Those who are deeply disappointed by the Israeli election results are those who bought into the fallacy that the “government of change” was a center-left government.
Commentators and politicians are still busy providing explanations for the unexpected results of the Israeli elections and the dismal situation of the Israeli left, looking at voter turnout, surplus vote agreements, campaign strategies, party leaders’ behavior, alliances forged and alliances broken, motivation of different sectors and communities, and events that took place in the region in the days and weeks prior to the elections.
Politicians from the losing “change” camp and the fractured Arab sector are blaming each other. Labor Chair Merav Michaeli went straight for Yair Lapid’s jugular. Meretz Minister Esawi Freij accused Michaeli of having “delusions of grandeur” for refusing to run together, and party Chair Zehava Galon said Lapid had “played with fire” by assuring voters that Meretz was not in danger. The Arab party leaders rushed to blame each other for the breakup of their alliance, with one side claiming ideological differences while the other said it was all about ego. With little love between them even before the elections, Benny Gantz blamed Lapid for failing to “manage the bloc,” and Yesh Atid accused Gantz of fighting Lapid instead of Netanyahu.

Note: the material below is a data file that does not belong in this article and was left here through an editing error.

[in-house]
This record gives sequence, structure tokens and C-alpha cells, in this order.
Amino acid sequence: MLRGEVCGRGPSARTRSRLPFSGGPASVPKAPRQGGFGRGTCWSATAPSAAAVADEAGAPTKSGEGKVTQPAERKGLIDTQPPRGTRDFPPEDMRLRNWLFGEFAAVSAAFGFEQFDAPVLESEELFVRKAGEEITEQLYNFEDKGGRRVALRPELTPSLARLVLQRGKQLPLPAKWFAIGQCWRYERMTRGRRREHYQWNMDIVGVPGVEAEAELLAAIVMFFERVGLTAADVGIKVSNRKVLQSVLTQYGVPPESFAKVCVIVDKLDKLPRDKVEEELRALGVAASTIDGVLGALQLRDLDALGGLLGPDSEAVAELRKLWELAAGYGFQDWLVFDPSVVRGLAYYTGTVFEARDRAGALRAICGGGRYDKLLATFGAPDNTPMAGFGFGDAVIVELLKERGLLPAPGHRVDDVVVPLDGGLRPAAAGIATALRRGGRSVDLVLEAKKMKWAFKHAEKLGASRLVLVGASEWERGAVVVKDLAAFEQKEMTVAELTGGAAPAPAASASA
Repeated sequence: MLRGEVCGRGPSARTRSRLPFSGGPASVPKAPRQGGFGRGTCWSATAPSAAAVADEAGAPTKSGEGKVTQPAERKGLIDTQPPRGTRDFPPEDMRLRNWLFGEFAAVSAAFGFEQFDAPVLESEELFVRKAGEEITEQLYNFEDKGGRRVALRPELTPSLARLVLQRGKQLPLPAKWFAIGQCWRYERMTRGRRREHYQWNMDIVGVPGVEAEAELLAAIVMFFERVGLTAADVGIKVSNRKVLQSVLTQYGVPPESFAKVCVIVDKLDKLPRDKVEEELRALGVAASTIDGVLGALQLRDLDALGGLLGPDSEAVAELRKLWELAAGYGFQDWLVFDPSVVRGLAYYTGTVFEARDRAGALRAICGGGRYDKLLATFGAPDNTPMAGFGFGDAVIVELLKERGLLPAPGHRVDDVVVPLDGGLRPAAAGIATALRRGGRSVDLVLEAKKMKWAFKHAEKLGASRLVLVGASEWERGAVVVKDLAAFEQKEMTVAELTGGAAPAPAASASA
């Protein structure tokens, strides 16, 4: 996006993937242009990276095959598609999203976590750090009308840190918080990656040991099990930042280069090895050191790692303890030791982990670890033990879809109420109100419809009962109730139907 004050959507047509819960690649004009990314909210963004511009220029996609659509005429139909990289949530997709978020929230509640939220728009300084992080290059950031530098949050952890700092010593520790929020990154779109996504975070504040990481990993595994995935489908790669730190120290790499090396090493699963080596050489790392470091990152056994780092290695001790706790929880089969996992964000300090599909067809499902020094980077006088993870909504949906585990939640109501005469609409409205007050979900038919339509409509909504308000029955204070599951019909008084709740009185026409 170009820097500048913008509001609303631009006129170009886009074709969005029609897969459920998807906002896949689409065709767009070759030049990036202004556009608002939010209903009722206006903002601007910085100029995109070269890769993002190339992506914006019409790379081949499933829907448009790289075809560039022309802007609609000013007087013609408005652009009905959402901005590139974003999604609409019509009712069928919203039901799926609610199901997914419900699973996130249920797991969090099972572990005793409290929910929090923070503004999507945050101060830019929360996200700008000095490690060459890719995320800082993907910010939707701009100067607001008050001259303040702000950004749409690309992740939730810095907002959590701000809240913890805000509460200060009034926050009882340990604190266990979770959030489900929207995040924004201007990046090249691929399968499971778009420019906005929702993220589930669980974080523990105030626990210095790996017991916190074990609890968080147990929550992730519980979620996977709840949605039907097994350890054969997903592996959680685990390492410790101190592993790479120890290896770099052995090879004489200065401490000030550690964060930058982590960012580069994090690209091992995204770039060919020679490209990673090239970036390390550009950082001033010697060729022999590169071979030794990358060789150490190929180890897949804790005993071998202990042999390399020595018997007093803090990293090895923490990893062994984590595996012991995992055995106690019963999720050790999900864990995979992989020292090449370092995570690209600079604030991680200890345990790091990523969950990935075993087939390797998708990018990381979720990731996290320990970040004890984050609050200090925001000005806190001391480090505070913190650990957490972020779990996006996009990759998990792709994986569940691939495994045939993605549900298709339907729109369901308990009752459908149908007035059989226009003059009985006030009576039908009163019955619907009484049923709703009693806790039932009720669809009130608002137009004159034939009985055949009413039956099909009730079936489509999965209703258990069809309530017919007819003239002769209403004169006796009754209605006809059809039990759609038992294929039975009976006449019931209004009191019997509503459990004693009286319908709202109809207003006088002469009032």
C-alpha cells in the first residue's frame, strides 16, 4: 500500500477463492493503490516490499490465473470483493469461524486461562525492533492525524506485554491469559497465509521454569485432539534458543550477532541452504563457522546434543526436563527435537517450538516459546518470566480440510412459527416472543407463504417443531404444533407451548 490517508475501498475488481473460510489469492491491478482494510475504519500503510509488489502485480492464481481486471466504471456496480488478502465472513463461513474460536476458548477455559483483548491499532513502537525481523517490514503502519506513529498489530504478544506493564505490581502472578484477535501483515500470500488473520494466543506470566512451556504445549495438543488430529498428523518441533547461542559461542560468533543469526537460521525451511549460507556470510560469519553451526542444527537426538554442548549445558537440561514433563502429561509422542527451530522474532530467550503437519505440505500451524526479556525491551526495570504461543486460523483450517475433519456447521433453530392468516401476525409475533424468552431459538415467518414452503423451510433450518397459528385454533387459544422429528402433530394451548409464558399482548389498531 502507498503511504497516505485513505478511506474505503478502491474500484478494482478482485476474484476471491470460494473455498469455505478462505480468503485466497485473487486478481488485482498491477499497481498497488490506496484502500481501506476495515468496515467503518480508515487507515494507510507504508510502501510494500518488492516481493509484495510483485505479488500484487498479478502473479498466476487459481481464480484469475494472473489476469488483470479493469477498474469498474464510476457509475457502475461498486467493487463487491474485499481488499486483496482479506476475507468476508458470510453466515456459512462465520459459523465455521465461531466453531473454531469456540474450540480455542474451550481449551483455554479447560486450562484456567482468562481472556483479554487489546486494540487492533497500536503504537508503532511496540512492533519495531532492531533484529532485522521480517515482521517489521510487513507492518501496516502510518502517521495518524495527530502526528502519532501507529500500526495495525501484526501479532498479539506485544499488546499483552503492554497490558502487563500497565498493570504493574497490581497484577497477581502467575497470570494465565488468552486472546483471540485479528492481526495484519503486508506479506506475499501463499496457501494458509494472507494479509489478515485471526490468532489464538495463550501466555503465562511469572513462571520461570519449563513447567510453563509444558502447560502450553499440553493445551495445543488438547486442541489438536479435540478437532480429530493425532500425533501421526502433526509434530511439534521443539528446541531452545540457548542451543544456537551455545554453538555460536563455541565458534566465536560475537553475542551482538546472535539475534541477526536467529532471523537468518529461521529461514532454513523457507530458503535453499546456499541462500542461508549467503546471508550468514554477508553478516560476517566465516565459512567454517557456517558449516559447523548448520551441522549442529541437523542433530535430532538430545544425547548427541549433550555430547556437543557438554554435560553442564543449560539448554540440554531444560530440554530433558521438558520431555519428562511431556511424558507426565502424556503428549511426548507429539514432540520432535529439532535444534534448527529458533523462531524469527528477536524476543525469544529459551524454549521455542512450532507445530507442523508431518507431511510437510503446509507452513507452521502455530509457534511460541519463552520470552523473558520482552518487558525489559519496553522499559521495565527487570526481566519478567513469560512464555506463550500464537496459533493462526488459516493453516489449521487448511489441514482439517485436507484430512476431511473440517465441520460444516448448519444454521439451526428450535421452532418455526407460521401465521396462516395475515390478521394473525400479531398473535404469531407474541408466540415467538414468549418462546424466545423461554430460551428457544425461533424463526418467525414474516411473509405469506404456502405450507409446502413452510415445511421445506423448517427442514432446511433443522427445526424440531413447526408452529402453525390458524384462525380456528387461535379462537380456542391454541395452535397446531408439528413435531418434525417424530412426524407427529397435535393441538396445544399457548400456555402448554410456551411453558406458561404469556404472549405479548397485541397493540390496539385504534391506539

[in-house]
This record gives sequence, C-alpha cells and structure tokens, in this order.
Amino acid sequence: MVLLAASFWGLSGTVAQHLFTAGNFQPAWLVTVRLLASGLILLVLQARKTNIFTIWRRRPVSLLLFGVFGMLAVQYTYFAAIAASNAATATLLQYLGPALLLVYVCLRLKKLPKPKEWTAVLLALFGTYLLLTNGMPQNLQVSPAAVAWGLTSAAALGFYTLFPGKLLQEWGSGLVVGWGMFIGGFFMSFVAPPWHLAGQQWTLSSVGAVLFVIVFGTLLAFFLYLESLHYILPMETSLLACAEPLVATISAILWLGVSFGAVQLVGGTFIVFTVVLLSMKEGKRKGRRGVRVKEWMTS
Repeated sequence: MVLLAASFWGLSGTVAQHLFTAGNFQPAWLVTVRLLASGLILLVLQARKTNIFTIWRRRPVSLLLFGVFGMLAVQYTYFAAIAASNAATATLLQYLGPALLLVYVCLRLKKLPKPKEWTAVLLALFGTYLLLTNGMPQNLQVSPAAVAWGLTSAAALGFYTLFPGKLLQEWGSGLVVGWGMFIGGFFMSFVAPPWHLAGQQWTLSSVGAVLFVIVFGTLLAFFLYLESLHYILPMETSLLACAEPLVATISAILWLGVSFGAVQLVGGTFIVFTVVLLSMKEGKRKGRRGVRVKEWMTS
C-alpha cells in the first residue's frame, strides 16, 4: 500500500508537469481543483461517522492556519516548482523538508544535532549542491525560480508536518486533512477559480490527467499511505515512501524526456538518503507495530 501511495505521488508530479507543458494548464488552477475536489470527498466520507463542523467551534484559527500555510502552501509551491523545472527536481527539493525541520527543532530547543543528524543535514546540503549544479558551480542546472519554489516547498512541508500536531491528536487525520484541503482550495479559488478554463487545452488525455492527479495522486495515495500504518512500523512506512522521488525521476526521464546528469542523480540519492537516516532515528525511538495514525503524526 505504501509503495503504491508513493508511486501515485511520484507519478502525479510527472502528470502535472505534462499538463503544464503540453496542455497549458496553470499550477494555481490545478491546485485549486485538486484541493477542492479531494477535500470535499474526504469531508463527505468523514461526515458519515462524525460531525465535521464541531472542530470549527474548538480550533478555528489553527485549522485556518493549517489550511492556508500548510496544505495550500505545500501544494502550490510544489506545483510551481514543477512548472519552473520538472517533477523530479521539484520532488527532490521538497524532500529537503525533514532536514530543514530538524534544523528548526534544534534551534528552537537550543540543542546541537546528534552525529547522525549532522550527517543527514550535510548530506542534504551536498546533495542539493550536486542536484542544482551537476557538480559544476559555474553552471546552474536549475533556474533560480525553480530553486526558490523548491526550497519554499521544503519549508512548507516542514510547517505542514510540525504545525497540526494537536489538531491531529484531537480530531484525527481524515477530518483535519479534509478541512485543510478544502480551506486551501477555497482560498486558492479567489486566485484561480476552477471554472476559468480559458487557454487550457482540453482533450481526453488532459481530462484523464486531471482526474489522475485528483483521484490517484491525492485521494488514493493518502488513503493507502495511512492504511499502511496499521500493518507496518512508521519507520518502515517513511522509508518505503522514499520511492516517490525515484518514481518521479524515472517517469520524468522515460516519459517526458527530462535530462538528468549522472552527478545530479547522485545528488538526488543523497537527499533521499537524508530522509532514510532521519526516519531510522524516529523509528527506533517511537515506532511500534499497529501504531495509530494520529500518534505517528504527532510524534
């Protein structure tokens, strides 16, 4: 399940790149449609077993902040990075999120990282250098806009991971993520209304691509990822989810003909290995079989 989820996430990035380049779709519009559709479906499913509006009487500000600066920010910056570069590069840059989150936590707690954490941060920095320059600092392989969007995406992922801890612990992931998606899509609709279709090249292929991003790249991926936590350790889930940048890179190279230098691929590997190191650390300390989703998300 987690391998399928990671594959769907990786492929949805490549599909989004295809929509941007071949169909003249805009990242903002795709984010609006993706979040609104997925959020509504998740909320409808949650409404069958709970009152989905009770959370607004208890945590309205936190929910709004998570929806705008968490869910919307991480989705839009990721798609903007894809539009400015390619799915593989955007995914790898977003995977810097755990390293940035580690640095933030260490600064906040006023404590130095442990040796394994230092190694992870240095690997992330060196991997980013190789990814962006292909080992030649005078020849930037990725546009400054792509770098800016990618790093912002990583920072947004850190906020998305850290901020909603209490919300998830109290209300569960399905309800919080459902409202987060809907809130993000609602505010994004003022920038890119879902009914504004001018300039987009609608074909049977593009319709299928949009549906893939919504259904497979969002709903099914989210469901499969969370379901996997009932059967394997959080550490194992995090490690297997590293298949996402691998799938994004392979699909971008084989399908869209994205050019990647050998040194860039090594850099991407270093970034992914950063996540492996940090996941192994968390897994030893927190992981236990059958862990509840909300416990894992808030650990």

Many are calling it a technical loss. These are the people who take comfort in the fact that the actual number of votes that the anti-Netanyahu camp got was greater than the pro-Netanyahu camp and that had Meretz gotten a mere 3,800 additional votes, it would have crossed the threshold and we might have been looking at yet another standoff between the two blocs. That may be true, but if you’re looking at the situation through the prism of left versus right, it’s irrelevant. The deadlock that took us to the polls five times in almost four years was not about the conflict with the Palestinians. On that issue, the incoming Knesset constitutes an accurate reflection of where Israeli society stands and the values to which it adheres. Four seats for Meretz or for Balad might have influenced the look of the plenum but not the overriding spirit that pervades it.